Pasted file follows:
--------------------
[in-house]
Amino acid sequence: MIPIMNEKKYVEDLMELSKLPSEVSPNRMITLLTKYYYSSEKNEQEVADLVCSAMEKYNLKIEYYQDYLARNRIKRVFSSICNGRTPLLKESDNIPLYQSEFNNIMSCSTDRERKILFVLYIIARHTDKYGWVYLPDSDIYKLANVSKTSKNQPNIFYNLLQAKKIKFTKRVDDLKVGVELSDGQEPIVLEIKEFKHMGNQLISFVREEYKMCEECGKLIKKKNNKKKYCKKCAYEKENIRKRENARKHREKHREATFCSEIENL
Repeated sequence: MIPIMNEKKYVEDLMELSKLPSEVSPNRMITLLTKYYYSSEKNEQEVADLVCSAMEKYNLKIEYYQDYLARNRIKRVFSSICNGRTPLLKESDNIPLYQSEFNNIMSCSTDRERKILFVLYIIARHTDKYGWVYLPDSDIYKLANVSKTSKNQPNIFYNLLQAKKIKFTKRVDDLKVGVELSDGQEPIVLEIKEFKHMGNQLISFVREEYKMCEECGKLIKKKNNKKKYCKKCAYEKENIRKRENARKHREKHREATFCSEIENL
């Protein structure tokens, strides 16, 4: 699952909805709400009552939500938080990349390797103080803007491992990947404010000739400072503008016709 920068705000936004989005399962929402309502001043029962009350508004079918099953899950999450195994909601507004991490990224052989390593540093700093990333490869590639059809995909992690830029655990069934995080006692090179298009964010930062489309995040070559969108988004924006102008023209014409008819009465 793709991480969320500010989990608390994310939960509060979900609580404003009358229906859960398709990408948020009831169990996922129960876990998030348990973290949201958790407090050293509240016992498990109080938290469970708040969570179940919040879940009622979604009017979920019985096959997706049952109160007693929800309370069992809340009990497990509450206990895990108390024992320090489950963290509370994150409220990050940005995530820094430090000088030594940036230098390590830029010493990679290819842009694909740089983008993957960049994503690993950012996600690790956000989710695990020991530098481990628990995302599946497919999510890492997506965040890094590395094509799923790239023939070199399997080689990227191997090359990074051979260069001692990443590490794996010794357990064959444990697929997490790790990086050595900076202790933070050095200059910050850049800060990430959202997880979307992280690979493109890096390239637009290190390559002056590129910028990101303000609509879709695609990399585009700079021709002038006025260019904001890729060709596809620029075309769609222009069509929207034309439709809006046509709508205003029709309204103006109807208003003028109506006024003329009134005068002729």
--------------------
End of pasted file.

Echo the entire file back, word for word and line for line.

[in-house]
Amino acid sequence: MIPIMNEKKYVEDLMELSKLPSEVSPNRMITLLTKYYYSSEKNEQEVADLVCSAMEKYNLKIEYYQDYLARNRIKRVFSSICNGRTPLLKESDNIPLYQSEFNNIMSCSTDRERKILFVLYIIARHTDKYGWVYLPDSDIYKLANVSKTSKNQPNIFYNLLQAKKIKFTKRVDDLKVGVELSDGQEPIVLEIKEFKHMGNQLISFVREEYKMCEECGKLIKKKNNKKKYCKKCAYEKENIRKRENARKHREKHREATFCSEIENL
Repeated sequence: MIPIMNEKKYVEDLMELSKLPSEVSPNRMITLLTKYYYSSEKNEQEVADLVCSAMEKYNLKIEYYQDYLARNRIKRVFSSICNGRTPLLKESDNIPLYQSEFNNIMSCSTDRERKILFVLYIIARHTDKYGWVYLPDSDIYKLANVSKTSKNQPNIFYNLLQAKKIKFTKRVDDLKVGVELSDGQEPIVLEIKEFKHMGNQLISFVREEYKMCEECGKLIKKKNNKKKYCKKCAYEKENIRKRENARKHREKHREATFCSEIENL
């Protein structure tokens, strides 16, 4: 699952909805709400009552939500938080990349390797103080803007491992990947404010000739400072503008016709 920068705000936004989005399962929402309502001043029962009350508004079918099953899950999450195994909601507004991490990224052989390593540093700093990333490869590639059809995909992690830029655990069934995080006692090179298009964010930062489309995040070559969108988004924006102008023209014409008819009465 793709991480969320500010989990608390994310939960509060979900609580404003009358229906859960398709990408948020009831169990996922129960876990998030348990973290949201958790407090050293509240016992498990109080938290469970708040969570179940919040879940009622979604009017979920019985096959997706049952109160007693929800309370069992809340009990497990509450206990895990108390024992320090489950963290509370994150409220990050940005995530820094430090000088030594940036230098390590830029010493990679290819842009694909740089983008993957960049994503690993950012996600690790956000989710695990020991530098481990628990995302599946497919999510890492997506965040890094590395094509799923790239023939070199399997080689990227191997090359990074051979260069001692990443590490794996010794357990064959444990697929997490790790990086050595900076202790933070050095200059910050850049800060990430959202997880979307992280690979493109890096390239637009290190390559002056590129910028990101303000609509879709695609990399585009700079021709002038006025260019904001890729060709596809620029075309769609222009069509929207034309439709809006046509709508205003029709309204103006109807208003003028109506006024003329009134005068002729």